AT A GLANCE
"This dish was served at Stephanie's Restaurant over many years during the '80s, and probably into the early '90s. I was introduced to scented geraniums by my mother, who had quite a collection in her own herb garden - peppermint, nutmeg, clove and, our favourite, rose," says Stephanie Alexander. "My first dish using the rose-scented geranium was an old-fashioned junket. Later I added them to panna cotta, but I think this sorbet was the most successful of all. Just to show that there's nothing new under the sun, recently in Paris I had lunch at one of the 'hot' restaurants, Saturne, and dessert was a raspberry and rosegeranium sorbet with a tiny serve of red and gold raspberries. The flavour of ripe raspberries dominates this delicious sorbet here, but the rose-scented geranium adds a haunting after-note that's not at all cloying. The fragile wafers are based on a recipe that has appeared in several of my books; any excess batter keeps covered and refrigerated for several days."
|01||For sorbet, purée raspberries in a food processor, then press through a sieve to extract the seeds. You should have about 300ml purée. Combine sugar, leaves and 250ml water in a saucepan, bring to a simmer and stir occasionally until sugar dissolves and syrup is well flavoured (10 minutes). Remove from heat and stand to infuse and cool (30 minutes). Discard leaves, then stir in the raspberry purée. Add lemon juice to taste, churn in an ice-cream machine and freeze.|
|02||For honey wafers, preheat oven to 180C and line 2 oven trays with baking paper. Trace about 9 evenly spaced rounds per tray using a 9cm cutter as a guide. Turn paper over so ink is underneath. Process butter and sugar in a food processor until creamy. With motor running, add flour, honey, eggwhite and ginger, and blend to a smooth spreadable consistency. Spread batter thinly and evenly into traced rounds with the back of a spoon or small palette knife, then bake a tray at a time until golden brown (7-8 minutes). Cool wafers for a minute on tray then, using a flexible spatula, lift onto a wire rack to cool completely. Wafers are best eaten soon after baking – they become soft over time.|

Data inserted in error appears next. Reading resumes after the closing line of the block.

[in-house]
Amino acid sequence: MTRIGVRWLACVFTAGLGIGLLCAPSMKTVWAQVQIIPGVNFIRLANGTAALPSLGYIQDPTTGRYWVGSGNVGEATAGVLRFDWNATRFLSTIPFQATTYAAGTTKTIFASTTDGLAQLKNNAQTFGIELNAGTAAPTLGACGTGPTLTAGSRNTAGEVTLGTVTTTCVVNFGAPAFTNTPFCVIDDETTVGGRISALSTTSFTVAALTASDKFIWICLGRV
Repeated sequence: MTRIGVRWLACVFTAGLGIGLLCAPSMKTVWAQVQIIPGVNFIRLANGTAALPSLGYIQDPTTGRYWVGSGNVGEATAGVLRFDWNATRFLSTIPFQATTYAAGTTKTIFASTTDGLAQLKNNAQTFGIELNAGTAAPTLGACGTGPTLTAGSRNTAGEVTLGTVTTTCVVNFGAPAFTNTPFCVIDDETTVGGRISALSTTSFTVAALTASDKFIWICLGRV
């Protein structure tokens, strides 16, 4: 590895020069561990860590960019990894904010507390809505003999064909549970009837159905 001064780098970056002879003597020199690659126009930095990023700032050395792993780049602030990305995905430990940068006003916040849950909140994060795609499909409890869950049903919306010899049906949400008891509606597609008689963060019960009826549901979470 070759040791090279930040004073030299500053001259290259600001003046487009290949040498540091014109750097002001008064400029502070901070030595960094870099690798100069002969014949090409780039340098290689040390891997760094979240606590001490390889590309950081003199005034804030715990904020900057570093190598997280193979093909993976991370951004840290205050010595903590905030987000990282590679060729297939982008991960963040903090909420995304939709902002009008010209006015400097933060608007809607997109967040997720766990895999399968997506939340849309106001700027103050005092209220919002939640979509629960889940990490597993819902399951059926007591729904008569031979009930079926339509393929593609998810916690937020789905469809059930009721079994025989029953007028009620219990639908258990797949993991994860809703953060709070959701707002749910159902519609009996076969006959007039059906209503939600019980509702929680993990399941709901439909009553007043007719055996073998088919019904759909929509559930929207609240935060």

|03||Whisk cream to soft peaks in a bowl. Add half the raspberries and whip to firm peaks, then stir in remaining berries, reserving some to garnish.|
|04||To serve, anchor a cold wafer to each plate with a dot of cream. Pile on a spoonful of raspberry cream, balance another wafer on top, pile on a second spoonful of cream and top with a third wafer. Dust with icing sugar, garnish with raspberries and geranium leaves, and serve with a scoop of raspberry and rose-geranium sorbet.|